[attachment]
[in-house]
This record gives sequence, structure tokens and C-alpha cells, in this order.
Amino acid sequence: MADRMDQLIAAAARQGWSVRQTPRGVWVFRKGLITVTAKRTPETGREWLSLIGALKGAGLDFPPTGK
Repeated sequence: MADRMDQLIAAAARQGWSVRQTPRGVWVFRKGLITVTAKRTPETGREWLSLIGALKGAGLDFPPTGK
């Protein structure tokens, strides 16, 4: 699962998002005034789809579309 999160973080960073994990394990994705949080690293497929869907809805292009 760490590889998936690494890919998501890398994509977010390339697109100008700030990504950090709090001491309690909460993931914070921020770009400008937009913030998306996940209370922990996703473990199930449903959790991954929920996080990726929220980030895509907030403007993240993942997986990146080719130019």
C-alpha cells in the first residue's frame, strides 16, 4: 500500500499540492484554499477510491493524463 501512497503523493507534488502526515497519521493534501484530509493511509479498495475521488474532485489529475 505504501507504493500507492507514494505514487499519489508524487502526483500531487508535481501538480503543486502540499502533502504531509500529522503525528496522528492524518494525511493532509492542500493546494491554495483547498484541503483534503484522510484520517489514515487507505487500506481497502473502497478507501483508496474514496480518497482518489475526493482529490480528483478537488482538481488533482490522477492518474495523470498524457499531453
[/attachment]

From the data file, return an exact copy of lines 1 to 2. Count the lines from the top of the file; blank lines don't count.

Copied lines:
[in-house]
This record gives sequence, structure tokens and C-alpha cells, in this order.